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Paleo: A Nutritional Strategy and Fitness Lifestyle

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By Brian Wallace, Ph.D., FACSM, CSCS |

The Paleo or ‘Stone Age’ diet has become exceedingly popular especially in health circles and among fitness enthusiasts. In fact, it seems to be a nutritional strategy that continues to evolve.  The name ‘Paleo’ does have considerable cachet and its own evolution has brought it to the forefront of the health, fitness and athletic arenas – encompassing more than just a diet but a health and fitness lifestyle as well – which all of us in the exercise, sport and nutrition fields know are inextricably connected for success.  So let’s take an objective look at this nutritional phenomenon.

The Paleo diet was actually initiated back in the 1970s by a gastroenterologist, Walter Voegtlin, who suggested that eating like our Paleolithic predecessors would make us healthier.  Of course, the fundamental hypothesis is a bit questionable – that there was a single and identifiable nutrition strategy used by our Paleolithic ancestors.  It seems more likely that food selections were largely directed by opportunity – seasonal, geographical, availability – the latter being the deciding factor. 

Leaving evolutionary and nutritional assumptions aside, many prefer to think as the modern Paleo plan as a lifestyle – exercise and nutrition program – as push back on the culture we have created; not just the unprecedented levels of inactivity but also such recent developments as fast food restaurants, supersizing, sugar laden sodas, and all you can eat buffets. We have fallen prey to our own evolutionary success, having created calorie dense foods (loaded with fat, sugar, sodium and an array of chemicals) while minimizing the amount of energy used through physical activity – an expansion of a survival mechanism passed on from our progenitors – conserving energy:  maximizing ‘calories in’ from our food while minimizing ‘calories out’ from physical activity.  In many ways, obesity, diabetes, heart disease and other common maladies today are the product of a survival strategy initiated millions of years ago.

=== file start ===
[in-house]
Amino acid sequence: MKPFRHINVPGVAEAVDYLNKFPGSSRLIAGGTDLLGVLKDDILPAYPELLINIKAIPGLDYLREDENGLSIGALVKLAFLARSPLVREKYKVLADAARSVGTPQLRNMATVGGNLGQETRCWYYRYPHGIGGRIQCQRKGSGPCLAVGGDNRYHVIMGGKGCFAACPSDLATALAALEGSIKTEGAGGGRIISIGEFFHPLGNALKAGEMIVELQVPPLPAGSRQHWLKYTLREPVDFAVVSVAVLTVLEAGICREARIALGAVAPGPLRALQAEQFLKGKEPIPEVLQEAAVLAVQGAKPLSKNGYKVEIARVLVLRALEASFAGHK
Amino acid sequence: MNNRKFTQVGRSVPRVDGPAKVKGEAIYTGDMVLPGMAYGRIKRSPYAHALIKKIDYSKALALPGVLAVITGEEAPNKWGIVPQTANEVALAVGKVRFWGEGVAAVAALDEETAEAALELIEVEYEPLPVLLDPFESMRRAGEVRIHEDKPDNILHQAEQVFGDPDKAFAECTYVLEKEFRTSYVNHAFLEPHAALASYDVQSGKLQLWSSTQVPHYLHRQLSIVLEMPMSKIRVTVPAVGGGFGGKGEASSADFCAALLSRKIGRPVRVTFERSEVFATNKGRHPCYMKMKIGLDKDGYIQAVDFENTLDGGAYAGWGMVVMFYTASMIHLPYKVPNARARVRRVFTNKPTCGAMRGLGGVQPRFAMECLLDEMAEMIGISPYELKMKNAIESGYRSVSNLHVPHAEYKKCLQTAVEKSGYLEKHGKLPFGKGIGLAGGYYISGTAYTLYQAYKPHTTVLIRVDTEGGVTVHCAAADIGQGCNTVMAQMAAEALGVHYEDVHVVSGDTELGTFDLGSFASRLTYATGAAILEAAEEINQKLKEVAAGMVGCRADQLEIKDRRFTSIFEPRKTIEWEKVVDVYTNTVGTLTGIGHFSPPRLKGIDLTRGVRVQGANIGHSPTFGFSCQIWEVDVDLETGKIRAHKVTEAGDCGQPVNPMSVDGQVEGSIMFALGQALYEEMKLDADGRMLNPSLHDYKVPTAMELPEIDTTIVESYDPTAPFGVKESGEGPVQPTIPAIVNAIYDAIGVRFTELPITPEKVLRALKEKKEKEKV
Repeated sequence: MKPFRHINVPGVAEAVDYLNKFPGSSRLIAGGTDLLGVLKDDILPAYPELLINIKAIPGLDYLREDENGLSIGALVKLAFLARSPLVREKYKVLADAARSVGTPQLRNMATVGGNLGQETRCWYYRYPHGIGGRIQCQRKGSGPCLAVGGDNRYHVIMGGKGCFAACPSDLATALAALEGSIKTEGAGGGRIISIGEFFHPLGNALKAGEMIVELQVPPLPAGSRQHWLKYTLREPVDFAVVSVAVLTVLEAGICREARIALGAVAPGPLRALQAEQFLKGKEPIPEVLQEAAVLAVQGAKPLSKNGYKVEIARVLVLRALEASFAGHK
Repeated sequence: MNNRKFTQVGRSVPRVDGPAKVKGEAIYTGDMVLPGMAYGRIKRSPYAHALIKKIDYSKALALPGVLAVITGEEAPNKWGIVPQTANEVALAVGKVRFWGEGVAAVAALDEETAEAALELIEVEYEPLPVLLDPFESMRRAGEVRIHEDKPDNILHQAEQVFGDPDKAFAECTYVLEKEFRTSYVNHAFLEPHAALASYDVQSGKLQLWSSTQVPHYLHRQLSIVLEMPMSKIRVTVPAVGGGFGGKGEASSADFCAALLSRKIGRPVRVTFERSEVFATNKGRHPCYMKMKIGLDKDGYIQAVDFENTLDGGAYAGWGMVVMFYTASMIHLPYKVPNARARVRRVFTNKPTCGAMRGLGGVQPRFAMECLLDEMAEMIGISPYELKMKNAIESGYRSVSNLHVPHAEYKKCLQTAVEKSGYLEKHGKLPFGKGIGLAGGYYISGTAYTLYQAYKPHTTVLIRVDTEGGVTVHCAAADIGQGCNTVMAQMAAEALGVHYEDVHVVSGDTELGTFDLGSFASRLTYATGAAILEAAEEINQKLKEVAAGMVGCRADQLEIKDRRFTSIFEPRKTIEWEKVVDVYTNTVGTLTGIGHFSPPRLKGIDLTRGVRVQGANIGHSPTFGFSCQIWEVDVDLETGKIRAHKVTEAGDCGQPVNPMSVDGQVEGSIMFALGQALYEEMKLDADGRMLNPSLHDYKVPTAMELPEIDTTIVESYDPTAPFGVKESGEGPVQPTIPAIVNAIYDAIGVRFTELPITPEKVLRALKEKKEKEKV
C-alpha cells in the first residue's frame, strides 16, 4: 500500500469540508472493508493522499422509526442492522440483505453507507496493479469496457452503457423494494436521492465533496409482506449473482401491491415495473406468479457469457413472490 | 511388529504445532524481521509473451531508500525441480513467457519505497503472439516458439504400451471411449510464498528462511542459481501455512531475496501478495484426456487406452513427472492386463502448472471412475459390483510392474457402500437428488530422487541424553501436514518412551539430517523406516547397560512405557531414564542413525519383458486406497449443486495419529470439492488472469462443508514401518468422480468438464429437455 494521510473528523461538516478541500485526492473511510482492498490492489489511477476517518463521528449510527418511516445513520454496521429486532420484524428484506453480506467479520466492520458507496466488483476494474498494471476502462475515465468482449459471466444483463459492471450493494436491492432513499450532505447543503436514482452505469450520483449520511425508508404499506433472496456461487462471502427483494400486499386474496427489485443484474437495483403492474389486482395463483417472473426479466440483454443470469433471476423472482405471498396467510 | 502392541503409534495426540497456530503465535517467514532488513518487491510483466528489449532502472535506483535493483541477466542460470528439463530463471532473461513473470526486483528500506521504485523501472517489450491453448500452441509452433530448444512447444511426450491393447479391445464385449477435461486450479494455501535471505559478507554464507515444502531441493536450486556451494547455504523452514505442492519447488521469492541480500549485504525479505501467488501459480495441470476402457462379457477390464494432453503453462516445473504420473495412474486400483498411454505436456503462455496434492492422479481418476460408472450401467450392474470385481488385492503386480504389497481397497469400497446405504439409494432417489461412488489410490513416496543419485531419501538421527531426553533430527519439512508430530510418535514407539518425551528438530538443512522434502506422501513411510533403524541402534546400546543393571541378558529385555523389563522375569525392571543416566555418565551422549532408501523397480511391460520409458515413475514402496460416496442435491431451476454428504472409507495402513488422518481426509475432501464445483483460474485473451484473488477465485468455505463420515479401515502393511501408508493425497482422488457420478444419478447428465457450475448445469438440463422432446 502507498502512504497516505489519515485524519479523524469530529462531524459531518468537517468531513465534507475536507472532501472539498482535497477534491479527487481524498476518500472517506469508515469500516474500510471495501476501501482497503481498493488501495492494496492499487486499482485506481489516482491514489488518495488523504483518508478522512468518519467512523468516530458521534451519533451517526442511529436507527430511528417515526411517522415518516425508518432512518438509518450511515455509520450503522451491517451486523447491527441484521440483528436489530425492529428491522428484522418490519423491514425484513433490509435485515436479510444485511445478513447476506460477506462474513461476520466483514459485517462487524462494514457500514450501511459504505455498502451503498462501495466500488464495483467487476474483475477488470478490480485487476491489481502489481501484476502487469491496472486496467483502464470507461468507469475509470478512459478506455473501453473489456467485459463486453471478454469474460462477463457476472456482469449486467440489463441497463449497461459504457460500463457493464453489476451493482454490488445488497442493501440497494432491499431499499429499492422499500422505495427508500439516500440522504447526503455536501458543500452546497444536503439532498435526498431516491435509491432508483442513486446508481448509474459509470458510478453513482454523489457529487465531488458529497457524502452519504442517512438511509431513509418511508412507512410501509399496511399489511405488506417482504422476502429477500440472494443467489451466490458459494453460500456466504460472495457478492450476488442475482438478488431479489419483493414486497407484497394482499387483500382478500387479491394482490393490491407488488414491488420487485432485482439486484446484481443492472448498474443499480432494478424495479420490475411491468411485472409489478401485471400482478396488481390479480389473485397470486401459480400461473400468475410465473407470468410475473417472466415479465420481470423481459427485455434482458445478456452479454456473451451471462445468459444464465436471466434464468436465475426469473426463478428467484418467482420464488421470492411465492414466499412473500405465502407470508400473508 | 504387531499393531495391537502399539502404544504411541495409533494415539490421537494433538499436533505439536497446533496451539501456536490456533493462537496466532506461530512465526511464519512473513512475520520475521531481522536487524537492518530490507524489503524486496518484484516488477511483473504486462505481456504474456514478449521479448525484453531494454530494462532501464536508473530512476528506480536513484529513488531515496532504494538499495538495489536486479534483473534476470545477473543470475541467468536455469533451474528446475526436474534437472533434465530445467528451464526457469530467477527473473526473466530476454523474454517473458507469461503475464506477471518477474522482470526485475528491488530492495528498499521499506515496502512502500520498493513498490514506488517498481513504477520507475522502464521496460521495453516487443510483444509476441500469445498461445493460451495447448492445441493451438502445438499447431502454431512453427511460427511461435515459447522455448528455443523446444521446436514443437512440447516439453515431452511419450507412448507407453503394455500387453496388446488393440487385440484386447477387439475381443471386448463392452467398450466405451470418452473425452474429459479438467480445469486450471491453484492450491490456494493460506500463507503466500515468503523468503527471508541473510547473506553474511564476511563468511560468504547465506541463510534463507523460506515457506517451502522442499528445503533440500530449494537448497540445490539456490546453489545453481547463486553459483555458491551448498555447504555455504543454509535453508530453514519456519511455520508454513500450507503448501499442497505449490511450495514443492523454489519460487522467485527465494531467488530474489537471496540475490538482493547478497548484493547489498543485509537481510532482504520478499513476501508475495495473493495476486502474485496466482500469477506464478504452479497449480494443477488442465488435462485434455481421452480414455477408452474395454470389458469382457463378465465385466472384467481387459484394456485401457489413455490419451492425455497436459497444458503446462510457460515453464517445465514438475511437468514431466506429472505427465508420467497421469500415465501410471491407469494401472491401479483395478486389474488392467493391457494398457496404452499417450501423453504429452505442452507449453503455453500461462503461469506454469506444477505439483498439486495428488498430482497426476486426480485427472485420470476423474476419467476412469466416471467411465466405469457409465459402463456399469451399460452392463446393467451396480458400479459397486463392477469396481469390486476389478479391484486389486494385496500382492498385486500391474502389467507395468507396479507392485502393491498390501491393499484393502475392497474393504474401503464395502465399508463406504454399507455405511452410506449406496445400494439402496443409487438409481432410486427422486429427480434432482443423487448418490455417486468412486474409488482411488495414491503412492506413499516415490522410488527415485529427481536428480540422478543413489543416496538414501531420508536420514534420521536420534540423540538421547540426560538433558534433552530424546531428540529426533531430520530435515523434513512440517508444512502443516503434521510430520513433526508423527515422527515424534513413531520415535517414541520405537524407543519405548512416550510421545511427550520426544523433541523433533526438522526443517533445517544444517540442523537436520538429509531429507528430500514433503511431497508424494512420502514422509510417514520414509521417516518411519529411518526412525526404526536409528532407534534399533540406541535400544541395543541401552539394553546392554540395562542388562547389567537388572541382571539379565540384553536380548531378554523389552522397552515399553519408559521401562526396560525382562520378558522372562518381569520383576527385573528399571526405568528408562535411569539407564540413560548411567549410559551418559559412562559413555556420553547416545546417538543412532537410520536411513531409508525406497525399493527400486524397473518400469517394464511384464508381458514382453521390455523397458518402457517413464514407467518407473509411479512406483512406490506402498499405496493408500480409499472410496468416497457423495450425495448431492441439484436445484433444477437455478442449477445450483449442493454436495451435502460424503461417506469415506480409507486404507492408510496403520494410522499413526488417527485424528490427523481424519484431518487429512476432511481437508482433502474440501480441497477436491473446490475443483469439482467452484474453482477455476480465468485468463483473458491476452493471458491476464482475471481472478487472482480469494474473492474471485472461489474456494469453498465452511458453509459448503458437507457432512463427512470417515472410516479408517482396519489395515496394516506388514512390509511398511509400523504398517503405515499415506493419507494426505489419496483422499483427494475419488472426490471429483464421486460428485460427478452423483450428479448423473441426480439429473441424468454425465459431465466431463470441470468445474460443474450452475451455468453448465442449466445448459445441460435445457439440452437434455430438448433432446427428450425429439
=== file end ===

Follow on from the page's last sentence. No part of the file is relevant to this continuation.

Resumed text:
So how does our modern version of the Paleo diet equate to what our ancestors consumed and is that really the goal? Despite the Stone Age implications, the Paleo nutritional tenets are not in fact written in stone and seem to vary depending on who you are talking to. To be sure, the Paleolithic nutritional assumptions inherent in the diet have stimulated considerable debate which has led to varying interpretations of what foods should and should not be included.  It is this consensus discord that makes assessing the nutrient density, biochemical impact and health-fitness effectiveness of the Paleo diet more challenging.

Modern Paleo proponents typically recommend: the primary sources of protein and fat – meats (preferably pasture raised and grass-fed beef and bison), free range poultry and eggs (chicken, turkey, duck) – all antibiotic and hormone free, wild caught fish and shellfish, uncured cuts of free-range pork and organ meats like liver. It also typically includes: naturally grown plant foods, fresh fruits and vegetables, roots and tubers, nuts and seeds: rich in protein and healthy fats and healthy oils including olive oil, avocado, coconut, walnut, macadamia and flaxseed oils. Preferably all organic and locally grown. As most good nutrition plans though, Paleo is as much about what you should avoid:  processed foods, sugar, sugar alcohols, pesticides, hormones, antibiotics, grain fed beef and chicken, refined vegetable oils, oils derived from grains and legumes, trans fats, sweets, desserts. In particular, any foods that drive up blood sugars, insulin and inflammation while loading up on calories such as fast foods with supersizing, high sugary sodas, and processed foods – all should be avoided or at least limited in the diet because they are typically high in energy density and low in nutrient density and produce reactive oxygen species (ROS), inflammation, etc.

Proponents also recommend (and this is where the debates get more intense) staying away from grains, potatoes, legumes and dairy.  While that may be true for some, it is not true for all and can result in their own problems and deficiencies.  Ultimately, a decided limitation with any singular diet strategy is the one size fits all mentality which quite simply is an oversimplification of complex individual physiologic and biochemical dynamics which are in constant flux, varying relative to genetics and lifestyle and changing over time as we age.  The Paleo diet could be a good starting point, but to truly be effective your nutrition and exercise program must fit your specific individual physiology, biochemistry and lifestyle so monitor your responses and modify your plan accordingly. I’m sure Paleo man would’ve felt the same! See related articles in the Sport Digest:  Physiologic Individuality; Ketogenics – a Case Study; and the Living Lab: Mapping your Physiology.

Dr. Brian Wallace is the chair of sports exercise science at the United States Sports Academy.

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